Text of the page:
Britain's opposition Labour party is calling on the government to urgently address its gaffe-prone identity assurance system "Verify" – the key component in getting citizens to use transactional digital services – or face an official investigation.
The party made the recommendation for an investigation into the Government Digital Services' (GDS) Verify system in its digital review: Making Digital Government Work for Everyone, an independent report commissioned by Labour.
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Whitehall is hoping to shift all government departments over to the Verify scheme by March 2016. But there are already major problems with its initial roll-out across the Department for Environment, Food and Rural Affairs' Common Agricultural Policy (CAP) payments scheme.
The programme is running "significantly behind" its launch date of Autumn 2012, said Labour.
It said: "Given the continuing delays and the significance of this component of the digital strategy, we have to recommend that if the identity assurance programme is not in a more stable position before the next government takes office that it investigate the reason for the delays before committing to how to proceed."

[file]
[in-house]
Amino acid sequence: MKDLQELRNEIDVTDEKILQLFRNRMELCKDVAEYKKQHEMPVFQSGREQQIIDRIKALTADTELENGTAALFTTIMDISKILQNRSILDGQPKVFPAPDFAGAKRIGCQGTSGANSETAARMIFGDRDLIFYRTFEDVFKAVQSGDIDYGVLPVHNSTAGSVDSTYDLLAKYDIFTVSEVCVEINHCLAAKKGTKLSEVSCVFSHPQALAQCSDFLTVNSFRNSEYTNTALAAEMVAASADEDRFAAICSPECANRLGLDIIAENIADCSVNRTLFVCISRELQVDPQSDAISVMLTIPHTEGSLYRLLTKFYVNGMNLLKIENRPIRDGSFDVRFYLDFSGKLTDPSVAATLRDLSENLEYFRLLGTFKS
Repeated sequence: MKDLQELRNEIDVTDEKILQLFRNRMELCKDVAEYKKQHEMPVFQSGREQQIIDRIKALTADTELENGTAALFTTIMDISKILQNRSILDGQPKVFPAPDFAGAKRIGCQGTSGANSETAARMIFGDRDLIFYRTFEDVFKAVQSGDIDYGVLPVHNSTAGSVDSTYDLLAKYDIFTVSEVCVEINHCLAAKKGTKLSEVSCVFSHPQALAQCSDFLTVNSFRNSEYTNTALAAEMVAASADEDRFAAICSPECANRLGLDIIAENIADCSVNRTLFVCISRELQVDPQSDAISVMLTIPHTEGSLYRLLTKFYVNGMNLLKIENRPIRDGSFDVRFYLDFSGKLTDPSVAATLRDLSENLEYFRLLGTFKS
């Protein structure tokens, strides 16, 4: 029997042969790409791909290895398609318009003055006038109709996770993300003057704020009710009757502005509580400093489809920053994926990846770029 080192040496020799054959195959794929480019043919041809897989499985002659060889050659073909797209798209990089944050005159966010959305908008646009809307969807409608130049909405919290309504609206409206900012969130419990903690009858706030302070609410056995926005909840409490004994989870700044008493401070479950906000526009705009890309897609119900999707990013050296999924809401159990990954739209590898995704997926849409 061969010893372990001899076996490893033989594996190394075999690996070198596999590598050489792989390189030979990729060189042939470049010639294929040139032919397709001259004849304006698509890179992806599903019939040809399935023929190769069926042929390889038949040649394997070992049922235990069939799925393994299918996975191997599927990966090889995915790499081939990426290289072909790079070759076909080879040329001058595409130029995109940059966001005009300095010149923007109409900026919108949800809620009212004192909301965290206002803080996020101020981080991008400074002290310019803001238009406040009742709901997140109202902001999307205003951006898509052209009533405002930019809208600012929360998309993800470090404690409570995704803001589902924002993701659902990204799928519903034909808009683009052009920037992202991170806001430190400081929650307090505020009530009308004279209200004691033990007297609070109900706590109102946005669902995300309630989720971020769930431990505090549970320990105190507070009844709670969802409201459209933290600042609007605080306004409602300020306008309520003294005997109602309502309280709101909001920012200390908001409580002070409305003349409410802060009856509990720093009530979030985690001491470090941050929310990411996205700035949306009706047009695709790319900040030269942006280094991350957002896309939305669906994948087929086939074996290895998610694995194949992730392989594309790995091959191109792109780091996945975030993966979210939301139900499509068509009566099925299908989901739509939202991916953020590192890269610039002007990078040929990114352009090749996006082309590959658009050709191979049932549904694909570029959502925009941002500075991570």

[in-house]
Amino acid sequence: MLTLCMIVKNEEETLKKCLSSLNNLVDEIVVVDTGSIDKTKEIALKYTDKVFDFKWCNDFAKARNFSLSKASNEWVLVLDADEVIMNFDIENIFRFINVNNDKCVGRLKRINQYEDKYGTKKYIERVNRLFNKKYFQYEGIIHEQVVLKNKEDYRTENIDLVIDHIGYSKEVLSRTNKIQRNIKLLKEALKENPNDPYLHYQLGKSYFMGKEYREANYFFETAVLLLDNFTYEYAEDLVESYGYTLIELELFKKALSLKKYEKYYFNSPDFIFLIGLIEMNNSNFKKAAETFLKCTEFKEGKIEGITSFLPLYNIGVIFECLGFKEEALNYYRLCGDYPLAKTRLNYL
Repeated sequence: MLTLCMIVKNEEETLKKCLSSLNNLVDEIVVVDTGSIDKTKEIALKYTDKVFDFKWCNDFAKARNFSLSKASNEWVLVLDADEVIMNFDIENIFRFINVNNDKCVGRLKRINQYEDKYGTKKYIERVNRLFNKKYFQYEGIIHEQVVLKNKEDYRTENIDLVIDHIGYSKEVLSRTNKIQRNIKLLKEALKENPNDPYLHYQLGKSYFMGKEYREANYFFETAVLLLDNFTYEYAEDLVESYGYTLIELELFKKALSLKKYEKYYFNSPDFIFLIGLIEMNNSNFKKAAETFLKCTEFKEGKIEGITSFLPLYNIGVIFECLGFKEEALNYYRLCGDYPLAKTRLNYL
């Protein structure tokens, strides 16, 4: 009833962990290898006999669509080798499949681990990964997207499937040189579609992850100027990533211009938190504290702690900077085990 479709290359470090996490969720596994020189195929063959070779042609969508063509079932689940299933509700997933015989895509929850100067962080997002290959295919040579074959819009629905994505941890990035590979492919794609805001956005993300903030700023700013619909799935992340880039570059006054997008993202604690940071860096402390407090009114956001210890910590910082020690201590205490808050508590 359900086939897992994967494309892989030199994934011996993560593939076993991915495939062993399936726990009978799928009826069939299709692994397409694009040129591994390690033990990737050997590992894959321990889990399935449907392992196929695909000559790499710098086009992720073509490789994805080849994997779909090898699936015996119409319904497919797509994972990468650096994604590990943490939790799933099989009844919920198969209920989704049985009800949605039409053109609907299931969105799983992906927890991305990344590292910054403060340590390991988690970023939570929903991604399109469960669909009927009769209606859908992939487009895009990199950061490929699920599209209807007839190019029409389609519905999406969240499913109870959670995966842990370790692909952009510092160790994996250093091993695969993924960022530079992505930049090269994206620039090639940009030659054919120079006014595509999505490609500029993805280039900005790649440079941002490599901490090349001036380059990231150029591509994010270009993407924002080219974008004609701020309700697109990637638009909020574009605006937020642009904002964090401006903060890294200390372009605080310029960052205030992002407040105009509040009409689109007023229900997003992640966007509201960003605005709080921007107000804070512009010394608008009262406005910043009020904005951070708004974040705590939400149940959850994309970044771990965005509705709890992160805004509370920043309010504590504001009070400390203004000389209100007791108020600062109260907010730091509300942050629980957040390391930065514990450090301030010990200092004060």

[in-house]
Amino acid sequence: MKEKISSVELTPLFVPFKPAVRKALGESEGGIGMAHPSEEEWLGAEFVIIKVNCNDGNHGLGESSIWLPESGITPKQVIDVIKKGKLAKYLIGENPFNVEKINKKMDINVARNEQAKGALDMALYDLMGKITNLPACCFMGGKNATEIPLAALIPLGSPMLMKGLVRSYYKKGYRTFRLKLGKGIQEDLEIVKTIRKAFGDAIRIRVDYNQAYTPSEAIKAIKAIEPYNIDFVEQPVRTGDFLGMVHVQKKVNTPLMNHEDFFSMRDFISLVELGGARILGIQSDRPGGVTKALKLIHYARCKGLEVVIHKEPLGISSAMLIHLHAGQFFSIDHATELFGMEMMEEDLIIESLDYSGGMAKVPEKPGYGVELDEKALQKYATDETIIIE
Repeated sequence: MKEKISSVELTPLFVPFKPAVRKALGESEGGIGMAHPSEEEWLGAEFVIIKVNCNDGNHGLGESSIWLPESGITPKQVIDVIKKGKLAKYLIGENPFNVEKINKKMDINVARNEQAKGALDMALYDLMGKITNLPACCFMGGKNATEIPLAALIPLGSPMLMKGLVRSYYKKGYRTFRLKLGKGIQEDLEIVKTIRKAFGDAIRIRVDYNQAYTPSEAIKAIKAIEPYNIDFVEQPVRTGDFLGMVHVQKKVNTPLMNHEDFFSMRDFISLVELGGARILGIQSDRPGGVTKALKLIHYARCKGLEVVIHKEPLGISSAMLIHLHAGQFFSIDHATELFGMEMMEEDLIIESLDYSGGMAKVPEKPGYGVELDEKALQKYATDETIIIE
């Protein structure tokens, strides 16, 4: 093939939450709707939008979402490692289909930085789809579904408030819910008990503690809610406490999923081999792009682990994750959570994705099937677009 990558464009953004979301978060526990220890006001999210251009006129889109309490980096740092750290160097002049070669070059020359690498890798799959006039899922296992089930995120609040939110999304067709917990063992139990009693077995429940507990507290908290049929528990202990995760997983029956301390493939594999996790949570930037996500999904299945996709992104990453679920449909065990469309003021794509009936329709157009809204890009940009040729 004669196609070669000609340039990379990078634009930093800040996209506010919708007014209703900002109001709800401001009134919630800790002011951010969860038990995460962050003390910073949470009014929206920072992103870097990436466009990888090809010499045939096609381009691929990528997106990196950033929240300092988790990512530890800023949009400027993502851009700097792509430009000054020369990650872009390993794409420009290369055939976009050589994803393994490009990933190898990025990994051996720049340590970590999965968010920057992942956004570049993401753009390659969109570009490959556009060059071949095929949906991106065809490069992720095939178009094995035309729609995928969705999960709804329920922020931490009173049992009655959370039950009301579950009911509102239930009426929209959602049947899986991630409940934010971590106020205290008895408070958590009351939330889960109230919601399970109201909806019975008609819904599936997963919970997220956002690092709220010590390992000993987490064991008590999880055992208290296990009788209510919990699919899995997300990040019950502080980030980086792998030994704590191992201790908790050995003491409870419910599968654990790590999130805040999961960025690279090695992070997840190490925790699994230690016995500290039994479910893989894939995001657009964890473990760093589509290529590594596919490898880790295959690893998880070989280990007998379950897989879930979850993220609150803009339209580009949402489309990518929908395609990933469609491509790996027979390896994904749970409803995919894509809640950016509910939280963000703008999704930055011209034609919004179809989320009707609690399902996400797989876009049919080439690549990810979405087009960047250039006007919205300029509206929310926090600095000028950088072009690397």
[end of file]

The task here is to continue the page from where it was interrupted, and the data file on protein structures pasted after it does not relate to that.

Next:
It added: "Government has announced rollout plans for the next six months and the absence of any service outside of those provided by central government is noticeable."
Labour has previously remained non-committal about whether it would retain GDS if elected, but the review appears to suggest that the design and coding house would survive a Labour government in some form.
However, while praising GDS's work, it said that the body "has yet to take the leap towards a genuine national transformation".
It added that the failures of the Universal Credit programme have demonstrated the potential of large complex programmes enabled by digital technologies to go massively wrong.
Labour is also recommending that regulator Ofcom produce a report on a universal service obligation for internet access within 90 days of the next government taking office. ®